My first post, eek! I hope it's useful to someone. Basically I think the article I stumbled on (even though it's from 2005) highlights a lot of reasons why patients might find it hard to accept an FND diagnosis. So, I don't know why but I decided to write to the author. Said article: acnr.co.uk/pdfs/volume4issu...
So here is what I wrote..
Dear Dr Stone,
I have recently been diagnosed with Functional Neurological Disorder (functional stroke/weakness/facial spasm/vocal dysphonia) and came across your article on the condition and the suggested ways in which doctors are encouraged to diagnose the disorder. I only write to you to express my surprise as the content is rather disheartening to read from a patients point of view and somewhat discredits the whole diagnosis process. I am struggling to accept the diagnosis and after reading your article I am even more unsure. I have just realised (after writing all this!) your article dates from 2005 though I still feel the points made below echo true today so I will still send this in the hope of something positive may arising from it.
I feel that as a patient it may be of interest to you to know an example of why an FND diagnosis is so difficult to believe (from my point of view of course!). The doctor I have just seen followed a similar pattern to the one highlighted in your article but the patient sees through this right away, as if the Dr is actively looking to blame a functional disorder rather than accurately investigating your tests, medical history and symptoms. None of my medical history (which is very much organic) was taken into account and results of an MRI taken a year in the past were just assumed, there was no scan or medical files there. A very viable and also organic condition which began at the same time as these attacks was also brushed aside. More time was taken in 'convincing' me that the condition is functional rather than finding out the course of the symptoms. This, of course, does not inspire a great deal of confidence.
You end your article on such a positive 'moving forward' note yet spend the vast majority of the it 'teaching' doctors how to mask the psychological elements and terms of the condition just to mollify a patient, which in itself I feel is wrong because you are 'assuming' the condition from the start of the consultation. Therefore, your consultant has already presumed the outcome and spends the remainder of the appointment picking out certain elements from your history to prove their diagnosis. Any number of conditions mimic the symptoms listed as part of FND yet there is little care in checking that it's not those conditions, rather than proving it 'is' functional. All this is seemingly determined on the raising of one leg and the strength of the other? Yet what isn't mentioned is the strength passed down from the hip which can sway the outcome.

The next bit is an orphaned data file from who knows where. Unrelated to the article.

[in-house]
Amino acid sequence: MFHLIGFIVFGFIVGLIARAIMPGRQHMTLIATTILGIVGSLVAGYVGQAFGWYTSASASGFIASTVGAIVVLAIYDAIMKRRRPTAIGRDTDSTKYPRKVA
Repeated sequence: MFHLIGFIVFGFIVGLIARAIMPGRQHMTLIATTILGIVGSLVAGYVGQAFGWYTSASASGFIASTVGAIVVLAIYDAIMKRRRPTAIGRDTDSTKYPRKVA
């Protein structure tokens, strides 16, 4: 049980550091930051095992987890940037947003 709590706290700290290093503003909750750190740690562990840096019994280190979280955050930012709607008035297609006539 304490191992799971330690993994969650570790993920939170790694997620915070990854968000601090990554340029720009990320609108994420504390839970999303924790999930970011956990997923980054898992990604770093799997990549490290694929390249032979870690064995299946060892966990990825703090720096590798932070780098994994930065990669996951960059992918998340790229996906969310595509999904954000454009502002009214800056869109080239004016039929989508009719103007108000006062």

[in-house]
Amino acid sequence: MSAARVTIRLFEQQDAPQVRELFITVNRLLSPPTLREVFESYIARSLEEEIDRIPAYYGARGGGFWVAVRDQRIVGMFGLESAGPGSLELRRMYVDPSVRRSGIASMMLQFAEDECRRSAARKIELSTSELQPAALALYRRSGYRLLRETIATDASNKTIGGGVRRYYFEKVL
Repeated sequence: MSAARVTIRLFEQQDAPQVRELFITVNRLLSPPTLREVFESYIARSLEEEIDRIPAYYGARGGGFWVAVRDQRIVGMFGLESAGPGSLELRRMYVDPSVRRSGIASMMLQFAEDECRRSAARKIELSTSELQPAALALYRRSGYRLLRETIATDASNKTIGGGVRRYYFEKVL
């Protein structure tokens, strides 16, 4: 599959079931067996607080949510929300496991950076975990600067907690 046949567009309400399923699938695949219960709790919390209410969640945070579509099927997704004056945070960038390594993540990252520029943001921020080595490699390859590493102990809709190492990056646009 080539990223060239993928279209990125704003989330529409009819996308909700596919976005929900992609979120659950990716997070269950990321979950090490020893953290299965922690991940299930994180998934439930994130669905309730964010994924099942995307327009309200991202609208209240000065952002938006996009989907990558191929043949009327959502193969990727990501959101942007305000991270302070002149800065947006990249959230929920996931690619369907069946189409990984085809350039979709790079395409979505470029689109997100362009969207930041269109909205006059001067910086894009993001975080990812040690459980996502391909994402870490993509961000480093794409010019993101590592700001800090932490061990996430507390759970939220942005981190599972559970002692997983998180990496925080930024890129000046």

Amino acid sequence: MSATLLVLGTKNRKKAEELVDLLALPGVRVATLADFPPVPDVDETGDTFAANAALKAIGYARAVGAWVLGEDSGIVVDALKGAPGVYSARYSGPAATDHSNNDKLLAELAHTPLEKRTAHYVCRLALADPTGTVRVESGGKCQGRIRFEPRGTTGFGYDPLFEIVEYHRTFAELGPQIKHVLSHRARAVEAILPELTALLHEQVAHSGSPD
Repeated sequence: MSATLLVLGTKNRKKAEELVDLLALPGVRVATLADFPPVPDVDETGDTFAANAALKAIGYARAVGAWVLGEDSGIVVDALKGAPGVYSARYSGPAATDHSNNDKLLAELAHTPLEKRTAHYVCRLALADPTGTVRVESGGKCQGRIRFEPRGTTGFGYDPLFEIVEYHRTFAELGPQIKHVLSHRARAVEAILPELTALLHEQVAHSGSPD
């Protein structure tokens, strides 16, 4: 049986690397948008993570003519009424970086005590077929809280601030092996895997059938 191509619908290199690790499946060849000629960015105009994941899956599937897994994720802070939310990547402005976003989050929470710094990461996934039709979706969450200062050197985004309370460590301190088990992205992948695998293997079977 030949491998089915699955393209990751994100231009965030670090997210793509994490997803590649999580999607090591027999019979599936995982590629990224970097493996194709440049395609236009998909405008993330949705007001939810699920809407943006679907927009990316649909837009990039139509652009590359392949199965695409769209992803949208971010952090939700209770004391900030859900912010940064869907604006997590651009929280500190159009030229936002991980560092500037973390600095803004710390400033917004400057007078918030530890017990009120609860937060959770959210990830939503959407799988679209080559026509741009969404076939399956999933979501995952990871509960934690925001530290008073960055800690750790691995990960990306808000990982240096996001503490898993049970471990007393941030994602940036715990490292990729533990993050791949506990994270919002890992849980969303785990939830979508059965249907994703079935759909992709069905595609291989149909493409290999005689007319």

Dental influence on neurology is also brushed aside yet a paper written in 1935 by C. Bowsler Henry (Cornell University Medical College Library), highlights the link and between neurology and dentistry. Although it primarily covers neuralgia, there are many links to case studies of patients suffering the same or similar 'functional' effects yet recover fully after having embedded or impacted molars removed. I have included the document with this email should you happen to have any interest in that matter. However I will quote this passage which I feel is important."In a number of these cases the symptoms were neurological rather than dental, and in some of them the patients had been treated by neurological methods for considerable periods of time without benefit, only to be relieved immediately as soon as the real cause was discovered. It seems to me, therefore, worth while to put some of these cases on record in the hope that similar errors in diagnosis may be averted in the future." - C. Bowsler Henry
This patients trust doctors who display integrity, accuracy and sometimes simply by seeing they are interested and want to help. It is apparent that FND is a condition that is not properly understood yet and therefore patients should be told this, not be fobbed off with 8 sessions of CBT. If 'your symptoms are very much real' as doctors hasten to tell you, surely the healthier approach would be to look at those symptoms and provide direct aid for that area and at least take steps to make them comfortable and monitor the condition. My experience with doctors so far is that either they 'sympathetically' refer you to their peer group (if they are seen privately) or they show little interest and tell you that it is anxiety, even with no evidence or history to support this. Determining a patients stress to aid this diagnosis is also an area I feel is a very inaccurate way to perform a diagnosis. If you are suffering with FND symptoms of course you are stressed and upset, it is a horrible situation to live with, that is logical and everyone would feel this way in the same situation. In the first instance I was diagnosed with 'functional stroke' by a doctor who I'd never seen and didn't even work in the hospital.
My belief is that it's a hard condition for the patient to come to terms with and accept, not because the patient want more tests or attention (perhaps some do!), but because of the manner of the consultant/consultation. I honestly believe that if this was addressed properly and better criteria was put in place to diagnose the condition it would reduce the number of unnecessary appointments and increase the chance of the patient finding the appropriate management or treatment of the condition.
I thank you for your time in reading this and hope it may have at least highlighted something useful.
Link to the Neuro/Dentisty Article: jnnp.bmj.com/content/s1-16/...